Social Media FOMO: Do You Really Need a Channel for That?

In my last post, I offered six tips for choosing the right social media platform for your business. This time, we’re going to dive a little deeper and explore the “fear of missing out” (FOMO) phenomenon that drives people/companies to open a new channel when it’s neither needed nor appropriate for them. 

But how do you know what warrants a new channel? Really, if you just follow the six tips I offered and look at the channel you want to open from that perspective, it’s easy to decide whether a new platform makes sense. But when faced with executives who are transfixed with the next shiny thing, or product owners and marketing campaign managers pushing for channels focused just on their babies, you sometimes need a little more ammunition to help them see that TikTok or a new Twitter handle won’t deliver the results they’re seeking. 

Look for Your Audience

If you’re dealing with “shiny object” syndrome, spend some time on the platform. See what people are doing. Look at what’s working. Does it match your brand? Does it feel like you belong there? Or will you just be howling at the moon? 

Sometimes “soft” data isn’t enough to dull the shine of the latest platform, so gather stats, too. With TikTok, for example: 

  • 69% of the users are 13 – 24-year-olds, while those age 45 and above account for only 7% of the activity
  • China has 400 million daily active users, while the U.S. has 30 million, and 1/3 of all smartphone users in India have downloaded the app

If your primary audience skews older and is primarily in the U.S., then TikTok shouldn’t be a top choice for you, but if young people is your sweet spot, then TikTok is worth exploring.

Do the Math

One of the Twitter channels that I used to manage had 60K+ followers, and we regularly had product marketing managers and executives who wanted to open a new Twitter handle (sometimes more than one!) to amplify attention for their product. What they don’t realize, is that it takes a long time and a lot of effort and resources to grow a channel to a size that will have any meaningful impact. Whereas an existing channel with a healthy, engaged audience can offer immediate brand awareness for a new product or marketing campaign. 

Put simply, an established channel + more active followers = higher reach and engagement.

This is where regular reporting comes in handy. Show them the impact your existing channel had on other campaigns. Explain how day-to-day engagement with the followers is what makes this possible, and that this takes time and energy, i.e. people to manage the channel who are regularly posting content that helps, educates, informs, and entertains. When it comes to social media, having more channels doesn’t always equal more attention.

Look at the Timeframe and Goal 

When faced with requests to open new channels, ask the person what they hope to accomplish and why they want a new channel. Will the new handle be around long enough to justify opening it? Will the audience even understand why they should follow it versus staying with the current handle? 

If it’s a short-term strategy that’s behind the push for a new channel or renaming an existing channel, then most of the time, a focused campaign on the existing channels is a better approach. Not only does it create immediate awareness with all your existing followers, it eliminates wasted time spent growing and tending a new channel that has a short shelf life.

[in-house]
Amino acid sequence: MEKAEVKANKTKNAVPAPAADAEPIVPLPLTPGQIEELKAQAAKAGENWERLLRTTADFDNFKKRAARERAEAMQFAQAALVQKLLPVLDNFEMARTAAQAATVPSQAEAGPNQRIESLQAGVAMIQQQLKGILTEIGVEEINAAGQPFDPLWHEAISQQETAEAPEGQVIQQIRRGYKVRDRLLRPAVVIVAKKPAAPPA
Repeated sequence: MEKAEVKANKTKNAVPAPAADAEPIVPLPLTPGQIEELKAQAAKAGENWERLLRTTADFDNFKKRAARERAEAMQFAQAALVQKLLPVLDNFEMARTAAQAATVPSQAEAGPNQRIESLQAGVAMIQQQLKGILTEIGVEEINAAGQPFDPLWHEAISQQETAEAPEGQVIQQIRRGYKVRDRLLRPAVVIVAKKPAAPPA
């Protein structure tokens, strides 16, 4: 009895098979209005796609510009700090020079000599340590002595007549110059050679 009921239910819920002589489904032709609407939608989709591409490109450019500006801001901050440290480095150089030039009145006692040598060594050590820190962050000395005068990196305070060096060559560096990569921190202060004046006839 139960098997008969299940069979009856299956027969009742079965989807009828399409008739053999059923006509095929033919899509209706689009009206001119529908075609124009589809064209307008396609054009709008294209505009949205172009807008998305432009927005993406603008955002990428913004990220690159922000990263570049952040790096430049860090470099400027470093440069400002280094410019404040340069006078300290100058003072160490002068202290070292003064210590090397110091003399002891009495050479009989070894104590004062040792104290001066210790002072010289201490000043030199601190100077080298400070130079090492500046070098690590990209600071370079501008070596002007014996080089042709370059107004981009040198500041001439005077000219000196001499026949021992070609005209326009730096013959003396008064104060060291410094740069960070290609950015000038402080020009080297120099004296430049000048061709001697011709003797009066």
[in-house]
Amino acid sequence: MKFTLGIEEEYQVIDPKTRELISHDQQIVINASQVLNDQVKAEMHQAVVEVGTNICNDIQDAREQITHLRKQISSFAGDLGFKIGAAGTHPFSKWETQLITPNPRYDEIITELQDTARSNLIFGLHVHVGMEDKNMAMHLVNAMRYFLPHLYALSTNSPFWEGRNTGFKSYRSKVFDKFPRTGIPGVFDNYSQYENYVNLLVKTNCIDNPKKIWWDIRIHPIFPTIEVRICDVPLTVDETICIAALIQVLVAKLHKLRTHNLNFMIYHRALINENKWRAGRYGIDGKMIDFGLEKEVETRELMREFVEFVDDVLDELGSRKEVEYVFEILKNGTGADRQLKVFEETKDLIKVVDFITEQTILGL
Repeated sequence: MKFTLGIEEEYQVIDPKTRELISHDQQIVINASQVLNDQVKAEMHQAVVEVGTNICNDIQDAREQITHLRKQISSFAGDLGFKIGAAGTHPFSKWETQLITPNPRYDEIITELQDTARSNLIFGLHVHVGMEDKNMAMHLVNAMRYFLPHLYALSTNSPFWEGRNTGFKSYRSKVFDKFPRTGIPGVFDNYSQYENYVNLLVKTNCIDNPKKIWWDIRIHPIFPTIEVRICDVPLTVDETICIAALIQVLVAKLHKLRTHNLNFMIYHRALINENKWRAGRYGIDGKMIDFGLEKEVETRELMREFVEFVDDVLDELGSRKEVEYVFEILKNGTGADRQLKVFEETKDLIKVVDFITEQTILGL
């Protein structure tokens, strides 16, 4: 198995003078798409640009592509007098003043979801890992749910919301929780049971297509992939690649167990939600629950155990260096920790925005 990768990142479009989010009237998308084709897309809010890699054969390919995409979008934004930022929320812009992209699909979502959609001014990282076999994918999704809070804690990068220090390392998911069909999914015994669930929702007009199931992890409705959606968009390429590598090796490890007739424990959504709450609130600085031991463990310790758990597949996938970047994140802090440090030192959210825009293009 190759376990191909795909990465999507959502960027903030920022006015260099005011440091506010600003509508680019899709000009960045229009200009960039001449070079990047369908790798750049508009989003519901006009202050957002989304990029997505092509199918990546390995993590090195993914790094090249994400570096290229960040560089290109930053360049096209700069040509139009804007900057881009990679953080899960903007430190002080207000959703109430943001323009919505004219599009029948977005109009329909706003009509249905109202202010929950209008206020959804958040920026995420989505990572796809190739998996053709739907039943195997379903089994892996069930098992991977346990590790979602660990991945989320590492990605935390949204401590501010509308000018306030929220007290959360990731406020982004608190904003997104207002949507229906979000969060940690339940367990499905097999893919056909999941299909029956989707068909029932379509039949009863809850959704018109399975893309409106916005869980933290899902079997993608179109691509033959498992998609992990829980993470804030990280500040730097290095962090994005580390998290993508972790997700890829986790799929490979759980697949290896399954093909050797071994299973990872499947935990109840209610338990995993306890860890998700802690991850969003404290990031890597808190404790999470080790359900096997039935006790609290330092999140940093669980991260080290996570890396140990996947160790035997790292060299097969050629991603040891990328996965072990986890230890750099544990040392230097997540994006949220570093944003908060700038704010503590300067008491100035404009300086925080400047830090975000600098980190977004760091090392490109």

Even if the strategy has more longevity, a new channel isn’t always the best answer (see Do the Math). Instead, consider introducing a hashtag on the topic. Just ask yourself if it’s necessary and remember, there’s no guarantee that your audience will use it. To increase the odds:

  • Make sure it’s not already in use
  • Use it consistently in your campaign content on the channel in question (if you don’t use it, why should they?)

Consider Whether You’re Covering Too Much

That said, sometimes a company may be trying to do too much with one handle, and it makes sense to open another one. But how do you decide whether expanding your channels makes sense?

That’s when you want to go back to the 6 tips and ask yourself:

  • Will it benefit my audience to have a more focused conversation on the topic?
  • Does it make sense for my company?
  • What are others in my industry doing?
  • Does opening another channel align with my overall social media marketing goals?
  • Is it a common practice to have multiple accounts on the platform in question?
  • Do I have the resources necessary to be successful?

There are definitely times when more than one account on a platform makes sense, and sometimes going for the next shiny thing isn’t just a case of “shiny object” syndrome. If you’re the San Diego Zoo, for example, going on TikTok offers a fun and unique way to engage with your followers, which makes good business sense. 

Avery Horzewski has over 24 years of experience helping companies of all sizes, across a wide range of industries, connect and build relationships with their customers through audience-based communication strategies and messaging. Over the last 10 years, she’s had a strong focus on social media, working with several organizations to develop and execute their social media strategies, including SAP Analytics, one of SAP’s longest-running and most successful set of product social channels. She regularly speaks about social media to groups interested in learning more about this medium, its impact on business, and best practices for implementing. She also teaches the “Social Media Practicum” course at California State University, East Bay.